Image: MA2020.3.15 Peacock Diya Lamp, Myanmar (Asia) donated to UNEMA by Bruce Reuman.

Long term supporter of the University of New England’s Museum of Antiquities (UNEMA), Bruce Reuman, passed away in April 2021. Bruce had been a patron of UNEMA for more than two decades and in early 2021, prior to his passing, Bruce made an incredibly generous donation of $200,000 to the museum. To commemorate his life and the invaluable support he provided to UNEMA, let us remember his story and his compassion.

• MA2020.3.151 Carved Stone Hippopotamus (Africa) donated by Bruce Reuman

Although Bruce’s support of the Museum of Antiquities began two decades ago, he has always had a generous nature. To get a true measure of Bruce it is important to know something of his background.

Bruce Reuman, born in 1945, lived in the New England of the United States before emigrating to the New England of Australia. He served in many roles, including as a member of the Peace Corps, as a staff member for an Ohio mental hospital, in the raising and selling of livestock, and for over thirty years as a teacher for TAFE, NSW.

Bruce’s curiosity took him around the world, where he took an interest in many causes, including scholarships for higher education students, and supporting community museums and cultural collections. Bruce was also an avid traveller and often sought to support local craftsmen, artists, and charitable institutions that were producing handicraft items for sale using traditional methods. This is how he came by many of the items that he would eventually donate to UNEMA.

His generosity towards the Museum began in 2001 when he gifted his collection of Guatemalan traditional costumes and Maya artefacts to UNEMA. This was followed in 2020 by the enormous gift of nearly two hundred ethnographic artefacts from Africa, Asia, the Americas, and Oriens.

Earlier this year, before passing away, Bruce donated $200,000 to the Museum – with the intention that it to be used to establish two permanent bequests, one to assist in increasing the artefacts in UNEMA’s ethnographic collections, and one to support the conservation of all artefacts in the collections of the Museum of Antiquities – both ethnographic (Africa, Americas, Asia, Europe, Oceania, and Oriens), and classical antiquities (Cyprus, Egypt, Greece, Italia, Near East and Rome). Curator of the Museum, Dr Bronwyn Hopwood, described Bruce’s generosity as having “ensured the integrity of UNEMA’s collections for the future.”

Bronwyn also described how vital donations like Bruce’s are for preserving and promoting the museum’s collections, and allowing UNEMA to focus on developing projects for teaching, research, and community engagement.

Bruce was not only a supporter of the Museum, but also of education and the opportunities that cultural collections can provide to all.  

Bruce’s interest in preserving and celebrating cultures is an important aspect of his philanthropy. The story behind part of his 2001 donation illustrates this perfectly:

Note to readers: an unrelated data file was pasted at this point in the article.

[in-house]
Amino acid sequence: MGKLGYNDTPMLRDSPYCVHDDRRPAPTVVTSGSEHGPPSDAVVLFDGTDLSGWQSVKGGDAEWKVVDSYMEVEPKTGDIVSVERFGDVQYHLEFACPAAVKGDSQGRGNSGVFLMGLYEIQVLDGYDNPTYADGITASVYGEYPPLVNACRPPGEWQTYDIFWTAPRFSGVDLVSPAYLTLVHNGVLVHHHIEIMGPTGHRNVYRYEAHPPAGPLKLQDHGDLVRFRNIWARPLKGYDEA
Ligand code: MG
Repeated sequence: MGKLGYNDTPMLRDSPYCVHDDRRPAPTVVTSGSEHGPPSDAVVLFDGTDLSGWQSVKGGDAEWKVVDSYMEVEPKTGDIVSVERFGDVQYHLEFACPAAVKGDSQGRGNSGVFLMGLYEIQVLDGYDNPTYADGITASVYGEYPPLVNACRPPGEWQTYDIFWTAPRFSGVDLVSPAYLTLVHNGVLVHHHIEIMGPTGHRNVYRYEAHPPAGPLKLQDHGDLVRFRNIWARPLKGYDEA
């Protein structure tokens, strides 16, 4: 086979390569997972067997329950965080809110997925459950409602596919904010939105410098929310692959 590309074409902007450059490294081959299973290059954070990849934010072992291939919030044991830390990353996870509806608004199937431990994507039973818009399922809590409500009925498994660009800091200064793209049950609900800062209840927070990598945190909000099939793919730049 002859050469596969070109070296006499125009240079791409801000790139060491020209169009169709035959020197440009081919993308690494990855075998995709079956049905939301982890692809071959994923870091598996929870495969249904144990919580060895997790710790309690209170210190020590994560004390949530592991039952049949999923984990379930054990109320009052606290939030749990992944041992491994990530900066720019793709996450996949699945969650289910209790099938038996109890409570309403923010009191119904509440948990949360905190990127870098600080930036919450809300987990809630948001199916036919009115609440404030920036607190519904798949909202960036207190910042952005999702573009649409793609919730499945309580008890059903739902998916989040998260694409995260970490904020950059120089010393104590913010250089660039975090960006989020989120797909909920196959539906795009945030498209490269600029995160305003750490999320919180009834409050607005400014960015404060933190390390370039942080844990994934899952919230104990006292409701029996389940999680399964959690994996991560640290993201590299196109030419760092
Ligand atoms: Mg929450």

• MA2001.15.1 Silk Wedding Blouse from San Martin Jilotepeque, Guatemala (Americas) donated by Bruce Reuman in 2001

In 1988, while Bruce was serving with the Peace Corp in Guatemala, he observed the progressive changes occurring in the local villages, like the increasing purchase and use of synthetic threads, and even silk thread from India. In response, Bruce deliberately set out to purchase Guatemalan indigenous clothes (trajes indígenas) made using traditional weaving techniques and cloth. At that time, the clothing produced in each Guatemalan village still had its own distinctive shape, design, style, colours and patterns, which signalled where you came from and where you belonged. Bruce donated his collection to UNEMA in 2001.

While Bruce’s donations in 2001, 2020, and 2021 represent some of the largest that UNEMA has received, the Museum has received support from many generous donors over the years.

Those supporters include Alfred and Irene McCready, and their close friends Kwan and Pansy Lam, who established UNEMA’s fund for Egyptology; André Preibish, who named the UNEMA Leon and Anna Preibish Fund for Classical Antiquities in honour of his parents; the Charles Ede Prize, established by Jamie Ede, to support UNEMA’s student essay prize; and, the Maurice Kelly Lecture Fund, to help UNEMA host an annual public lecture. All of these donors have contributed substantial amounts of time, money, or artefacts to help make the museum what it is today, while countless others continue to make contributions.

Dr Hopwood, while reflecting on the importance of the Museum’s supporters, had thanks to share and further information for those thinking of donating:

“The Museum cannot thank its patrons and supporters enough. The wonderful collections and programs run by the museum are only possible because of our supporters. As the Curator of UNEMA, it has been such a privilege to see visitors get excited by the displays, to see students marvel at holding something 5,000 years old in their hands for the first time, and to see people of all backgrounds come to better understand others (or themselves) when they engage with our collections.”

UNEMA can be supported in many ways, from gifts of artefacts, and the volunteering of time, to tax-deductible donations to UNEMA through the UNE Foundation (UNEF). All donations and support are very warmly welcomed and have been essential for sustaining the Museum’s teaching, research, and community outreach programs.”

“We also love to have people volunteer to work in the museum whether they are interested in researching the artefacts, helping with administration, or serving in a public engagement role.” More information about how to support UNEMA and to get involved is available on the UNEMA website and inquiries are always welcomed by UNEMA’s Curator, Dr Bronwyn Hopwood.